Apethorpe Hall revealed
The restoration of Apethorpe Hall, a Northamptonshire country house dating back to the 15th century, has revealed the building and its remarkable architectural history.
An impression of what the house might have looked like if the proposed alterations designed by Roger Morris had been completed
Apethorpe Hall in Northamptonshire has been in the news, both local and national, ever since the public inquiry, held in 2003 as part of the successful compulsory purchase order served on the then owners, ACEL, by the DCMS. In order to understand the importance of this house, which had remained largely hidden and relatively little studied since the second world war, English Heritage began a detailed investigation into its history.
This investigation was converted into a formal study after the property was handed over to English Heritage in 2004. English Heritage set up an interdisciplinary team to carry out this study. It brought together all the skills available within the organisation under John Cattell, the chief buildings historian. The brief was to research the history of the house, the stables, the garden and the wider landscape.
Primarily English Heritage was entrusted with the task of carrying out major repair work on the house and its stables. This is nearing completion. The removal of the scaffolding, both internal and external, late last summer has revealed the house in all its glory. The repair work has concentrated on the south and east ranges around the main courtyard, which contain the state apartment and the long gallery. This section of the house was largely built for Sir Francis and Lady Mary Fane (later 1st Earl and Countess of Westmorland) between 1622 and 1624, at the instigation of James I.
This state apartment, one of the best preserved suites of early 17th century state rooms in England,
Apethorpe Hall today
contains a magnificent series of stone chimney pieces and the elaborate plaster ceilings. All of them have been restored, and the roofs above re-slated. The statue of King David, which vandals had forced from its place on the overmantel in the long gallery, has been restored and returned to its rightful position. The splendid panelling in this room has been removed, cleaned, restored and reinstated, allowing us to once again see it in something approaching its original form.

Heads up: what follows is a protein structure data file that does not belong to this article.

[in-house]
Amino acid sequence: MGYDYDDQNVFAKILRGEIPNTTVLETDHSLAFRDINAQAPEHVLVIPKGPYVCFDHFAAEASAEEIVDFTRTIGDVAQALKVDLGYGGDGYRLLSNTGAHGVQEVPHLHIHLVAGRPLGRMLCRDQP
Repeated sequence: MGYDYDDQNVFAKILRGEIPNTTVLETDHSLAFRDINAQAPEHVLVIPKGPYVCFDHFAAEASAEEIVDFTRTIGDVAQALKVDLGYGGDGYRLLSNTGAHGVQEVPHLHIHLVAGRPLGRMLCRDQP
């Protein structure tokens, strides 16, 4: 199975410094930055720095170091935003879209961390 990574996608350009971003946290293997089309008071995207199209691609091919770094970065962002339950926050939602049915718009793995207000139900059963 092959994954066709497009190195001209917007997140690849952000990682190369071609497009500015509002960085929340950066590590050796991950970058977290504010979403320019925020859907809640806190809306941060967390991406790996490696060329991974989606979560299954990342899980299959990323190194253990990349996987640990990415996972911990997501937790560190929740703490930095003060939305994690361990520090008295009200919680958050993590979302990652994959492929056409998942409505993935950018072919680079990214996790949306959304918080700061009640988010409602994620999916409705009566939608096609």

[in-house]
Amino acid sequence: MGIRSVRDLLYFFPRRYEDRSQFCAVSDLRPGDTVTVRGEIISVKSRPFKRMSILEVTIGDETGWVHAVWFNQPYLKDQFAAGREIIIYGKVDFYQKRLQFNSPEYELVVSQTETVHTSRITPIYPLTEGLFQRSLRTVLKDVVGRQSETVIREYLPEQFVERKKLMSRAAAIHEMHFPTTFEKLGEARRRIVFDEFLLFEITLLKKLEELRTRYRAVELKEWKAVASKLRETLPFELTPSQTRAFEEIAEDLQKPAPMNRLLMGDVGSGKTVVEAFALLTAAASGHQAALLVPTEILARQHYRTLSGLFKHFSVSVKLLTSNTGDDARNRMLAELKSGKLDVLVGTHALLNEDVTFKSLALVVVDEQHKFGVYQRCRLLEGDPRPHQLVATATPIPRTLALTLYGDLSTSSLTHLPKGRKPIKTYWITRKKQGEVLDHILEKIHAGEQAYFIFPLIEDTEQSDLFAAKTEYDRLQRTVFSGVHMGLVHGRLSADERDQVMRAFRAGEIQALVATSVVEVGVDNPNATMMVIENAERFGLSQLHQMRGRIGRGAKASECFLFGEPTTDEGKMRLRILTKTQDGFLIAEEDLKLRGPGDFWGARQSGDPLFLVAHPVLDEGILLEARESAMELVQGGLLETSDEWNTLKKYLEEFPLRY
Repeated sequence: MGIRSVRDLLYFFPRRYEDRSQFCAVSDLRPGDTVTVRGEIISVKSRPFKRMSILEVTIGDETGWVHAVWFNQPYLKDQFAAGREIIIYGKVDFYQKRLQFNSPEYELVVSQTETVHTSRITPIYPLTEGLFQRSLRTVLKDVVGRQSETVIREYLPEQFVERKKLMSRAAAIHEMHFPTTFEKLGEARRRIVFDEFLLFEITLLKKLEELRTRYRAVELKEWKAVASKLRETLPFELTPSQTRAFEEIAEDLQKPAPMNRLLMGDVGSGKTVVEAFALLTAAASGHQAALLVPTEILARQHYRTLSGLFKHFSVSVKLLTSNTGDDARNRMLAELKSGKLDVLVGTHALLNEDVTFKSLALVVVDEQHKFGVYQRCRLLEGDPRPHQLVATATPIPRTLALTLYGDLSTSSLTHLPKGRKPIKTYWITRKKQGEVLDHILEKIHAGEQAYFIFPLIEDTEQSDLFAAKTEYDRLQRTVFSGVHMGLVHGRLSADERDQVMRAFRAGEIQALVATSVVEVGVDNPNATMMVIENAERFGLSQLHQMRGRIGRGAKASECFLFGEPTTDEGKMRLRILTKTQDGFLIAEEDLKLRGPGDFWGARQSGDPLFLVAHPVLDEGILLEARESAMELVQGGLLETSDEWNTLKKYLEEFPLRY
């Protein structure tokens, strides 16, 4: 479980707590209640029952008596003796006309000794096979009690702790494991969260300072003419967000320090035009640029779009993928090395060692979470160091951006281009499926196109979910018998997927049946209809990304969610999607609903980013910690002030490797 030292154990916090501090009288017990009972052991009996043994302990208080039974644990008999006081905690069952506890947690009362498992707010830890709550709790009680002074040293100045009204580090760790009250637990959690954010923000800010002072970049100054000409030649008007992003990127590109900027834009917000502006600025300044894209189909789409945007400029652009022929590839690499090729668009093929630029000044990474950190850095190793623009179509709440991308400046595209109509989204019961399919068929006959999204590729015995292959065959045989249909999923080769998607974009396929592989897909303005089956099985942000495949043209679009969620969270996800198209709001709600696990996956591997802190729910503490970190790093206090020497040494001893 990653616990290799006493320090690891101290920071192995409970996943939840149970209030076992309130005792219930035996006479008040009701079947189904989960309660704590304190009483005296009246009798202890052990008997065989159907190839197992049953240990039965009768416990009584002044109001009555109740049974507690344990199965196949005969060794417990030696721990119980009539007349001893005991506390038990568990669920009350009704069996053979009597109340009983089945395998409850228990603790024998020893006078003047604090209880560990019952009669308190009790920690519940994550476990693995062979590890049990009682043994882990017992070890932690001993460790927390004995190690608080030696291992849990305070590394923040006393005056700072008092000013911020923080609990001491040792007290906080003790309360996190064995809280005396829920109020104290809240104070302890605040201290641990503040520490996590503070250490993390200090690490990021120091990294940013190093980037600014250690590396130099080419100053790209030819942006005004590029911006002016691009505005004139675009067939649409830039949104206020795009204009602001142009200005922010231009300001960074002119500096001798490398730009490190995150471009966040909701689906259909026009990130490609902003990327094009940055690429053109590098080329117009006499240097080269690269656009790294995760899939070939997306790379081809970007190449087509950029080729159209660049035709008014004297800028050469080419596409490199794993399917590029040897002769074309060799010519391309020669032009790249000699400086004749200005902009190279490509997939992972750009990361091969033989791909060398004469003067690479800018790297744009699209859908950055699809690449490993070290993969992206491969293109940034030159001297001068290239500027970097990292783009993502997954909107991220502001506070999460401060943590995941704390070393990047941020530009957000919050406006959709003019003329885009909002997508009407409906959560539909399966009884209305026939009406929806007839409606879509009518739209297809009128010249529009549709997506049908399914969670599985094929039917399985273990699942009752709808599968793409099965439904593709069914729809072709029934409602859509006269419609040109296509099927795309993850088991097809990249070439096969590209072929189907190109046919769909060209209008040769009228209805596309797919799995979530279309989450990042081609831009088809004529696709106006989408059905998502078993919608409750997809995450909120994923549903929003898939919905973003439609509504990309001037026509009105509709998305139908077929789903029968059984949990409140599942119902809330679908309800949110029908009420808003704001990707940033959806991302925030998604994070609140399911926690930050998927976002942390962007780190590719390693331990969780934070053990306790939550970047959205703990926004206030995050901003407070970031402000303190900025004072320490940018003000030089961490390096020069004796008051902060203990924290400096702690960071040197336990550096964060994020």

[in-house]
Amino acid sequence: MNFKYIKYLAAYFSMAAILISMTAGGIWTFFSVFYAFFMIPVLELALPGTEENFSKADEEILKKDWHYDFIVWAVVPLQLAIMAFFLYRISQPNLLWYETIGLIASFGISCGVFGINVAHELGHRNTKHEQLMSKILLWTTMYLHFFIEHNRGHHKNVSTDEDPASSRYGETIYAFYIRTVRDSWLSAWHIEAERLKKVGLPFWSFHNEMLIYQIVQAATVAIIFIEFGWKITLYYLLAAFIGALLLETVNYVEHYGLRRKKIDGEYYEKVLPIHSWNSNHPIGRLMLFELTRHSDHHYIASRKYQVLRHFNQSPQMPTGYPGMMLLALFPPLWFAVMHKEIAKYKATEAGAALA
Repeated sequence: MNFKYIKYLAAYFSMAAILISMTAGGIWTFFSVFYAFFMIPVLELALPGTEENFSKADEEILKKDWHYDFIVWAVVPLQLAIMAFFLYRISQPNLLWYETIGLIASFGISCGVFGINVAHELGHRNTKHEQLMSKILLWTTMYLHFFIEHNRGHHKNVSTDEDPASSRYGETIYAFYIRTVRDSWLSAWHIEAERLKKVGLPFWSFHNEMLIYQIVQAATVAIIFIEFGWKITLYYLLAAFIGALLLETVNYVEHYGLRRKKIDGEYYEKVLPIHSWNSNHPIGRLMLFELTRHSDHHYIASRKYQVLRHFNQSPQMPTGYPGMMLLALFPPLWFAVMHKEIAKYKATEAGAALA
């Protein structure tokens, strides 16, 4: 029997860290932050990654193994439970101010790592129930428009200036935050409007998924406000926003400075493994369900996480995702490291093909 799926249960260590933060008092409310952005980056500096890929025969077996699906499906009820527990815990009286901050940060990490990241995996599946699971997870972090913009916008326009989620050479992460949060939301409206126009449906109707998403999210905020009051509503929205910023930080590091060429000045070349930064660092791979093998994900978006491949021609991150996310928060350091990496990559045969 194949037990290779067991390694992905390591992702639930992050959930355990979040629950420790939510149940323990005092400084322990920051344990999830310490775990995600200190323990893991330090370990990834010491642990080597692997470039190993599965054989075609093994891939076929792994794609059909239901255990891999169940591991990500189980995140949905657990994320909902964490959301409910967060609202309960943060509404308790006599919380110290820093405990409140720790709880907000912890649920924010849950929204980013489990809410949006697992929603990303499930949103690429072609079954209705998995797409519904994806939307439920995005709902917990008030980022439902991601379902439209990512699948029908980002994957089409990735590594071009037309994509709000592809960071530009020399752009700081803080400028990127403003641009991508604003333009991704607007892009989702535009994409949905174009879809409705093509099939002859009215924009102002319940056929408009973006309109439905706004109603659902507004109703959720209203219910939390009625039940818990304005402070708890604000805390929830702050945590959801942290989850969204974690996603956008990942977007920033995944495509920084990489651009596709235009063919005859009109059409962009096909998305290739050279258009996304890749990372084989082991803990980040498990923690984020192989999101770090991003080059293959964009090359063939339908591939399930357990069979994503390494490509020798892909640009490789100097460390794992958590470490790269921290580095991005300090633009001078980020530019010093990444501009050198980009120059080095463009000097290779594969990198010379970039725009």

The restoration of this panelling has also led to the discovery of an earlier panelling scheme, drawn directly on to the plaster walls, which was presumably rejected in favour of the slightly different arrangement of the panelling which survives today. It also showed us that the original panelling scheme included a series of full-length family portraits inserted directly into the panelling – an arrangement not known to have existed in any other contemporary long galleries. Kathryn
C ONTEXT 104 : MAY 2008
Left: The statue of King
David, which had been
forced from its place on
the overmantel in the long
gallery by vandals, has been
restored and returned to its
rightful position.
To p right: The panelling
design drawn on the exposed
walls of the Long Gallery
Bottom right: One of more
than 800 masons’ marks
that have been discovered.
Nick Hill, ‘Jacobean
Joinery: The Panelling
of the Long Gallery
at Apethorpe Hall
Transactions of the
Association for Studies
in the Conservation
of Historic Buildings,
Volume 30, 2007, 10–23.
Morrison’s diligent investigation has even led to the identification of these individual portraits and the tracing of many of the actual pictures. Articles by Nick Hill (see left) and Kathryn Morrison (to be published in the near future) detail these important discoveries.
This policy of investigation and publication has not only included members of the official investigation team. We have also called in experts from a variety of fields to assist us in this work. Claire Gapper, the leading authority on early 17th century plasterwork, was involved as a consultant at an early stage. Her invaluable knowledge, combined with our own investigation, has led to some very intriguing and interesting results which are due to be published in the English Heritage Historical Review for 2008. Similarly Adam White, the leading authority on 17th century sculpture, has prepared an article on the iconography of the sculpture of these chimney pieces, which will be included in the same publication.